The prospect of a military confrontation between the mainland and Taiwan is unlikely, in part because the consequences of such a conflict would be extremely destructive for both sides. Diplomatic efforts are needed to avoid even this remote risk. In the March/April 2005 issue of Foreign Affairs, Kenneth Lieberthal offered a useful proposal to change the focus of negotiations over “independence” and “reunification” to a pragmatic question: what is needed to achieve long-term stability and peaceful coexistence between China and Taiwan? What confidence building measures are needed to reassure security strategists that defensive military developments are not offensive? What legal and administrative means are necessary to resolve routine conflicts that will inevitably occur as commercial and civil relations thicken?

The current U.S. attempts to help Taiwan “contain” China and to mobilize support in its global war on terrorism threaten to complicate if not weaken regional security developments. As Ronald Montaperto notes, “the almost daily manifestations of Chinese economic power, the effort to demonstrate commitment to the ‘new’ principle that the economic development of individual nations is inseparable from the development of the region as a whole, and the broad perception within the region that the Chinese are willing to engage actively in multilateral, cooperative policies have combined to provide Beijing with an unprecedented measure of influence and even clout.”[6]

The Beijing regime is obsessed with economic stability, because it fears that a severe downturn would trigger social and political upheaval. The last thing it wants is a military confrontation with its biggest trading partner, the United States, or with Japan or Taiwan, each of which are major trade and investment partners. It may go on playing the nationalist card over Taiwan to curry domestic political favor, but there has been no massive military build-up and there is no plausible threat of impending war. [7] To the contrary, China is investing heavily in creating a regional security framework to pursue its domestic development. The U.S. goal of achieving genuine regional maritime security would best be served through cooperation with China — one of its most important creditors, suppliers, and markets — rather than confrontation.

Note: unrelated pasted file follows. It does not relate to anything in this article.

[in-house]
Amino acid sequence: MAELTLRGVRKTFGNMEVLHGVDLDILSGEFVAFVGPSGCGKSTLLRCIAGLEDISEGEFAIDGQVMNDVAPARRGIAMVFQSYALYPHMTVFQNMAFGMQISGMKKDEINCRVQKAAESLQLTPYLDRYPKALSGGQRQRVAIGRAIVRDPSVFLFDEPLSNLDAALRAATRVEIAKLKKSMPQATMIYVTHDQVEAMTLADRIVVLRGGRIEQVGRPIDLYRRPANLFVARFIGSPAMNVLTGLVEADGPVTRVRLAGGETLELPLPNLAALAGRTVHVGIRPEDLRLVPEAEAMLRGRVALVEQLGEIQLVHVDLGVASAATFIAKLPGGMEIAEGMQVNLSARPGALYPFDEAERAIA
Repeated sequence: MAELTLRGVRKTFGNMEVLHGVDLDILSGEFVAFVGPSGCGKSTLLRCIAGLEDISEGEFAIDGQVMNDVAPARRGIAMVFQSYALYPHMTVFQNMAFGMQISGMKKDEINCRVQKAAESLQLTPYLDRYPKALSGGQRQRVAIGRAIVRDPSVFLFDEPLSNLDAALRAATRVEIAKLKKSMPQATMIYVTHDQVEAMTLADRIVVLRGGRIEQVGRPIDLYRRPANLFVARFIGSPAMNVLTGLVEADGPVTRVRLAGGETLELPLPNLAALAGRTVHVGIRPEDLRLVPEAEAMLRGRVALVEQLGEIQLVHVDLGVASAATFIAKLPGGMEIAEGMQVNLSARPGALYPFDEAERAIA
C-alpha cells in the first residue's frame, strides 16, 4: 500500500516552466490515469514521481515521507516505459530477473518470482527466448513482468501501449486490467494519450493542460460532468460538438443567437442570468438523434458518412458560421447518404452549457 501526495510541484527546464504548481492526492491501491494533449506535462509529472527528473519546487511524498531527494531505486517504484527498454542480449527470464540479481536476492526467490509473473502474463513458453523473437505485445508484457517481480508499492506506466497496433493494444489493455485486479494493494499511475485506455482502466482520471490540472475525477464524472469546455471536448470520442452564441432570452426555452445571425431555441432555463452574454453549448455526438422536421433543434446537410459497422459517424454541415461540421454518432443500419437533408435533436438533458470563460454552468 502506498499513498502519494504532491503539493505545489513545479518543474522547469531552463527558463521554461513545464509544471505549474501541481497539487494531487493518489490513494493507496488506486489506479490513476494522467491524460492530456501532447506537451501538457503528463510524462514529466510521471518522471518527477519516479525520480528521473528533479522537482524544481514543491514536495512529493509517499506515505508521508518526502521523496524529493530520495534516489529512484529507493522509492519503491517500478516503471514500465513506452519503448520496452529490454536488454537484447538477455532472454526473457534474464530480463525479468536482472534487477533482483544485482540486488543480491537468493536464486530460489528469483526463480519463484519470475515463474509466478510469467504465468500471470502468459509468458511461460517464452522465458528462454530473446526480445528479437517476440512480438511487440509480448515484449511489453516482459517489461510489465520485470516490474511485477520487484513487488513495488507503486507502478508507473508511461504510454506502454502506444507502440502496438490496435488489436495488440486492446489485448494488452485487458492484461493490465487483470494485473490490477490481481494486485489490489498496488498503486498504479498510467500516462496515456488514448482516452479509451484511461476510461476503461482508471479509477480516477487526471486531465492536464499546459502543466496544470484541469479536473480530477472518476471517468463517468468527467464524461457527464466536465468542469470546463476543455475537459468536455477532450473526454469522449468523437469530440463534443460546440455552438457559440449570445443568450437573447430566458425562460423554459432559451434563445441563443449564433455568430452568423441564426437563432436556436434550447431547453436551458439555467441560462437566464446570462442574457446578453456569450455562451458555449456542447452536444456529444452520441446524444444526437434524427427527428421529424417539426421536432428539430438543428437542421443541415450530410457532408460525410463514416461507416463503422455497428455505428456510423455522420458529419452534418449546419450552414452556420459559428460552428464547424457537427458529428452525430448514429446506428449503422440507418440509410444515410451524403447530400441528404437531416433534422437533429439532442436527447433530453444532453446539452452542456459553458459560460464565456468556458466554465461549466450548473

[1] Snyder, Craig, “Maritime Security in the South China Sea, Journal of Conflict Studies, 24 (Summer 2004): 97-119.

[2] Amyx, Jennifer, ” What Motivates Regional Financial Cooperation in East Asia Today?” Asia Pacific Issues, No. 76, Analysis from the East-West Center, February 2005.

[3] “Crack U.S. troops may be used to flush out terrorists in key Southeast Asian waterway,” Channel News Asia, 5 April 2004. http://www.channelnewsasia.com/stories/afp_asiapacific/view/78644/1/.html [7 June 2004].

[4] John Burton, “Countries Oppose U.S. Offer to Patrol Malacca,” Financial Times, FT.com 5 April 2004; “Malaysia rejects U.S. help to guard Malacca Straits against terrorists,” Channel News Asia, 4 April 2004. http://www.channelnewsasia.com/stories/afp_asiapacific/view/78601/1/.html [7 June 2004].

[5] John F. Bradford, “Japanese Anti-Piracy Initiatives in Southeast Asia: Policy Formulation and the Coastal State Responses,” Contemporary Southeast Asia. Institute of Southeast Asian Studies, Singapore. Vol. 26 No. 3, December 2004. pp.480-505

[6] Ronald Montaperto, “Thinking Globally, Acting Regionally,” Comparative Connections. Pacific Forum CSIS. October-December 2004. http://csis.org/pacfor/cc/0404Q

[7] Gwynne Dyer, “Fears of A Chinese Military Build-up Are Exaggerated,” Canberra Times, March 14, 2005-03-14

David Rosenberg is Professor of Political Science, Middlebury College, Vermont, USA, and Research Fellow, Research School of Pacific and Asian Studies, The Australian National University, Canberra, Australia. He is also editor of the South China Sea Virtual Library, www.middlebury.edu/SouthChinaSea. Posted April 13. 2005.